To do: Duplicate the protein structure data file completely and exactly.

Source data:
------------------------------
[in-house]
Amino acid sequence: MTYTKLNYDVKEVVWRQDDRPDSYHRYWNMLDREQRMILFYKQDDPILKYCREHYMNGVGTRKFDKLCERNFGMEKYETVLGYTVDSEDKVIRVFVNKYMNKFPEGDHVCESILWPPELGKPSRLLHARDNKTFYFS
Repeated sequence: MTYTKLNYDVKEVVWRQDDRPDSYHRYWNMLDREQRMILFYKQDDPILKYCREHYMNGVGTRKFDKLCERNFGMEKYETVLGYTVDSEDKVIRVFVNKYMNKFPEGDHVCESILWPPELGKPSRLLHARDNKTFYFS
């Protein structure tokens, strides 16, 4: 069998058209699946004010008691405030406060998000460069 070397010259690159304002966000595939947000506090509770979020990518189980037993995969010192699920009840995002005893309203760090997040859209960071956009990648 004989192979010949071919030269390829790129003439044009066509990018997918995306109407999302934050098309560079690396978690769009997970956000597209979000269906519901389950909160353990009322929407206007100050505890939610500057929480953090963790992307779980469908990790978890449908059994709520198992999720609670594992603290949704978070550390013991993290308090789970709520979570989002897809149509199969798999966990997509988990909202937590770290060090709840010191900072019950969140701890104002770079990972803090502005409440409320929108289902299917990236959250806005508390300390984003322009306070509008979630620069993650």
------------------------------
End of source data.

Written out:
[in-house]
Amino acid sequence: MTYTKLNYDVKEVVWRQDDRPDSYHRYWNMLDREQRMILFYKQDDPILKYCREHYMNGVGTRKFDKLCERNFGMEKYETVLGYTVDSEDKVIRVFVNKYMNKFPEGDHVCESILWPPELGKPSRLLHARDNKTFYFS
Repeated sequence: MTYTKLNYDVKEVVWRQDDRPDSYHRYWNMLDREQRMILFYKQDDPILKYCREHYMNGVGTRKFDKLCERNFGMEKYETVLGYTVDSEDKVIRVFVNKYMNKFPEGDHVCESILWPPELGKPSRLLHARDNKTFYFS
């Protein structure tokens, strides 16, 4: 069998058209699946004010008691405030406060998000460069 070397010259690159304002966000595939947000506090509770979020990518189980037993995969010192699920009840995002005893309203760090997040859209960071956009990648 004989192979010949071919030269390829790129003439044009066509990018997918995306109407999302934050098309560079690396978690769009997970956000597209979000269906519901389950909160353990009322929407206007100050505890939610500057929480953090963790992307779980469908990790978890449908059994709520198992999720609670594992603290949704978070550390013991993290308090789970709520979570989002897809149509199969798999966990997509988990909202937590770290060090709840010191900072019950969140701890104002770079990972803090502005409440409320929108289902299917990236959250806005508390300390984003322009306070509008979630620069993650």